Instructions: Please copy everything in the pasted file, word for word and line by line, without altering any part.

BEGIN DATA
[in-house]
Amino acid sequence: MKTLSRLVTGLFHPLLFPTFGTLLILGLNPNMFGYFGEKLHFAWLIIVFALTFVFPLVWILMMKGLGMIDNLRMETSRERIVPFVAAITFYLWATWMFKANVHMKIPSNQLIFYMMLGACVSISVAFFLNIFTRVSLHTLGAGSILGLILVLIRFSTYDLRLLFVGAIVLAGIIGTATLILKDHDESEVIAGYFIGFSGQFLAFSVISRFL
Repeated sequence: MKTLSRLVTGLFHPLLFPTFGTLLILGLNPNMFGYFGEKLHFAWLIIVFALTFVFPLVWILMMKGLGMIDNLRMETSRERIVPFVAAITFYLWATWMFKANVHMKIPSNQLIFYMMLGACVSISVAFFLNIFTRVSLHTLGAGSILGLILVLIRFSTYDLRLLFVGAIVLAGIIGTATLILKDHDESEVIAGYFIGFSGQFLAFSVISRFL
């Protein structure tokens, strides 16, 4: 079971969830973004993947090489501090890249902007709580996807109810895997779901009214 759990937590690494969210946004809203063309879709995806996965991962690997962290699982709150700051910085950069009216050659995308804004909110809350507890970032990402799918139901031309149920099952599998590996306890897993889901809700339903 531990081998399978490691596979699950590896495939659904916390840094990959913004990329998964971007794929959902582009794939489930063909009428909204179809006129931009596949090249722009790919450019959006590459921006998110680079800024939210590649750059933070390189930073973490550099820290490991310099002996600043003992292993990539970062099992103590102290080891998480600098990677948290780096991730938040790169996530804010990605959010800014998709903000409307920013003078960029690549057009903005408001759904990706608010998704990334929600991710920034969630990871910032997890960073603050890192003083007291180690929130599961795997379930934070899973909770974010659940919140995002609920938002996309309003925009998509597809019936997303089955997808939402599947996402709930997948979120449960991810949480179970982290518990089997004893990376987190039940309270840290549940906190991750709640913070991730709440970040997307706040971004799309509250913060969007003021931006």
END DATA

[in-house]
Amino acid sequence: MKTLSRLVTGLFHPLLFPTFGTLLILGLNPNMFGYFGEKLHFAWLIIVFALTFVFPLVWILMMKGLGMIDNLRMETSRERIVPFVAAITFYLWATWMFKANVHMKIPSNQLIFYMMLGACVSISVAFFLNIFTRVSLHTLGAGSILGLILVLIRFSTYDLRLLFVGAIVLAGIIGTATLILKDHDESEVIAGYFIGFSGQFLAFSVISRFL
Repeated sequence: MKTLSRLVTGLFHPLLFPTFGTLLILGLNPNMFGYFGEKLHFAWLIIVFALTFVFPLVWILMMKGLGMIDNLRMETSRERIVPFVAAITFYLWATWMFKANVHMKIPSNQLIFYMMLGACVSISVAFFLNIFTRVSLHTLGAGSILGLILVLIRFSTYDLRLLFVGAIVLAGIIGTATLILKDHDESEVIAGYFIGFSGQFLAFSVISRFL
């Protein structure tokens, strides 16, 4: 079971969830973004993947090489501090890249902007709580996807109810895997779901009214 759990937590690494969210946004809203063309879709995806996965991962690997962290699982709150700051910085950069009216050659995308804004909110809350507890970032990402799918139901031309149920099952599998590996306890897993889901809700339903 531990081998399978490691596979699950590896495939659904916390840094990959913004990329998964971007794929959902582009794939489930063909009428909204179809006129931009596949090249722009790919450019959006590459921006998110680079800024939210590649750059933070390189930073973490550099820290490991310099002996600043003992292993990539970062099992103590102290080891998480600098990677948290780096991730938040790169996530804010990605959010800014998709903000409307920013003078960029690549057009903005408001759904990706608010998704990334929600991710920034969630990871910032997890960073603050890192003083007291180690929130599961795997379930934070899973909770974010659940919140995002609920938002996309309003925009998509597809019936997303089955997808939402599947996402709930997948979120449960991810949480179970982290518990089997004893990376987190039940309270840290549940906190991750709640913070991730709440970040997307706040971004799309509250913060969007003021931006």